Palestinian groups agree open-ended period of calm
Palestinian factions declared an open-ended but conditional truce with Israel Thursday, strengthening President Mahmoud Abbas's hand in efforts to persuade the Jewish state to hand back more West Bank towns and free prisoners.
"Attendees agreed to maintain the recent calm in exchange for Israel's commitment to stop all forms of attacks and release prisoners," said a statement drawn up by Palestinian factions at the end of 48 hours of talks outside Cairo.
Abbas needs the truce to hold so he can persuade Israel to withdraw from Palestinian territory, free prisoners and take other steps to make life easier for ordinary Palestinians.
He says a period of calm should lead to the resumption of Israeli-Palestinian talks on an independent Palestinian state.
But Israel's first response was to repeat its long-standing demand that Abbas dismantle the militant groups.
"The real test will be the action the Palestinian Authority takes on the ground. As long as these organizations remain armed, I doubt very much that there will be much quiet on the ground," a senior Israeli official said.
Abbas has tried to draw the militants into political action and away from military activities. Palestinians say the Israeli demands are designed to provoke civil war between Palestinians.
Militant groups Hamas and Islamic Jihad have pressed for a time limit on the ceasefire, with a timetable for Israel to meet Palestinian demands. One militant official said that if Israel did not comply, the militants would know how to respond.
The militants held out till late in the talks, which began in Cairo on Tuesday night. In deference to their views, the final statement says the Palestinian people have the right to resist the Israeli occupation.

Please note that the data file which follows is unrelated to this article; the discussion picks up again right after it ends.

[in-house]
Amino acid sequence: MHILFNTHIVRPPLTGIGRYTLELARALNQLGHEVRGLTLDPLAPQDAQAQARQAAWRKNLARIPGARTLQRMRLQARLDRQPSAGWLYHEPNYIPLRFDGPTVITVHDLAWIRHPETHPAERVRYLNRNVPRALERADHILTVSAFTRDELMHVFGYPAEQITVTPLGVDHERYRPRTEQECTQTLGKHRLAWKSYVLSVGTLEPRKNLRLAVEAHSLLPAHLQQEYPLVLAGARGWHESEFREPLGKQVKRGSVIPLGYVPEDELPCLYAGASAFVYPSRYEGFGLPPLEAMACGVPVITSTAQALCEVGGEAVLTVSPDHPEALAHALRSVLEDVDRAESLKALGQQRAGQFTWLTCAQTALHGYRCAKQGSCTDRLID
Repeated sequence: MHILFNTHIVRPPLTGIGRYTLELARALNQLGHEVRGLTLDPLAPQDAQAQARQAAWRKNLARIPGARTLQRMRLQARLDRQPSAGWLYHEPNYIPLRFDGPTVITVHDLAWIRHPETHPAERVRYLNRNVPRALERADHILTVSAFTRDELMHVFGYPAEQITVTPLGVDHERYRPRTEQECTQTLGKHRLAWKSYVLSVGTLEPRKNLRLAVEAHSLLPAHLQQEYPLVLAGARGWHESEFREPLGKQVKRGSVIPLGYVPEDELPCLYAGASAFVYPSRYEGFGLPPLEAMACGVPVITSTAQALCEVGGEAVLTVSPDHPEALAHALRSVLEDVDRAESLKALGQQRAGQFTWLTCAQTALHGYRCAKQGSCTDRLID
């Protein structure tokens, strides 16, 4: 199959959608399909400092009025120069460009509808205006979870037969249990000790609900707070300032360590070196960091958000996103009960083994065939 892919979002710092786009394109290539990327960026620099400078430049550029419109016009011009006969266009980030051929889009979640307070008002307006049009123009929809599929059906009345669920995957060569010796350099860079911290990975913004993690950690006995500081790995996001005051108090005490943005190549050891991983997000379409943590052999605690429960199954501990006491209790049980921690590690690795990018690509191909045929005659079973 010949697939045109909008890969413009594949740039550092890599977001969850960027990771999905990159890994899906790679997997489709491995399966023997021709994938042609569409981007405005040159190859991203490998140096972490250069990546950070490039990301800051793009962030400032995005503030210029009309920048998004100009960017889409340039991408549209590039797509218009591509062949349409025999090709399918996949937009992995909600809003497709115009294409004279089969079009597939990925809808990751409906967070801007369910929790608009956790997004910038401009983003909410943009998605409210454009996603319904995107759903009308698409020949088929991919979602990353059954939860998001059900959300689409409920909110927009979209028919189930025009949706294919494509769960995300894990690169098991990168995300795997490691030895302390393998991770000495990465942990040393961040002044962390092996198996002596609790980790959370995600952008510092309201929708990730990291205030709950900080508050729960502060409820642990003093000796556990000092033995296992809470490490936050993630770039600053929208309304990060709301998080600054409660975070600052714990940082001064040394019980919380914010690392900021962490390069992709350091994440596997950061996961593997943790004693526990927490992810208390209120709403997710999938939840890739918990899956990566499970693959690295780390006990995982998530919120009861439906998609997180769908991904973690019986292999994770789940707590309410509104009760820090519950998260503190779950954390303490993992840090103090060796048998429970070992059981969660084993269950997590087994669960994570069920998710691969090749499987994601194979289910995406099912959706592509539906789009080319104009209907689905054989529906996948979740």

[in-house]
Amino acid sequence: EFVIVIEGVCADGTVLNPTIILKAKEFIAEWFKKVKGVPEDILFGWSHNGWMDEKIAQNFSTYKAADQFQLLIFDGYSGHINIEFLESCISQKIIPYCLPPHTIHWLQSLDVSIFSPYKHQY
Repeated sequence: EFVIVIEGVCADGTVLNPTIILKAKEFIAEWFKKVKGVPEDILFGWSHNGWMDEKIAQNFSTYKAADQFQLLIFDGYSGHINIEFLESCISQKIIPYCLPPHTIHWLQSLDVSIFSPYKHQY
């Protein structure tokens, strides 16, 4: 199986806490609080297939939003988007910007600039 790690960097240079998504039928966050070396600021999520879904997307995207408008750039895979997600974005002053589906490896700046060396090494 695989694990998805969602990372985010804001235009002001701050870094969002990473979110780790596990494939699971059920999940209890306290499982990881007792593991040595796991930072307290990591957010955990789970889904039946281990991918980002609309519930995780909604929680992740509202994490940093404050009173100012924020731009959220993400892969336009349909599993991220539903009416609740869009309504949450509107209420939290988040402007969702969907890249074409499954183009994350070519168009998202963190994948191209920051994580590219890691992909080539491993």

Anwar Abu Taha, an Islamic Jihad official, said the factions had not specified a time frame for the ceasefire.
But he added: "The decision... depends on Israel's commitment to halt all kinds of assaults against the Palestinian people and on commitment to the withdrawals and releasing prisoners."
A senior Palestinian Authority official, who asked not to be named, gave an almost identical account of the agreement.
The final statement also offered the militants the prospect of integration into a reactivated Palestine Liberation Organisation (PLO), which for the past 40 years has been the monopoly of secular, leftist and nationalist groups.
Abu Emad al-Rifai, another Islamic Jihad official, said that although the ceasefire was open-ended, it could hold only as long as Israel met its obligations.
"If the Israelis don't respond, the resistance will know how to act," he said.
Abbas aide Jibril Rajoub said it was now the turn of the international community to lean on Israel.
"We have declared today a total ceasefire and now we are asking the international community to put pressure on Israel so they will abide by their commitments.
"The ball now is in Israel's court. From our side we have a commitment to a ceasefire. This declaration will pave the way to restore the political process," he said.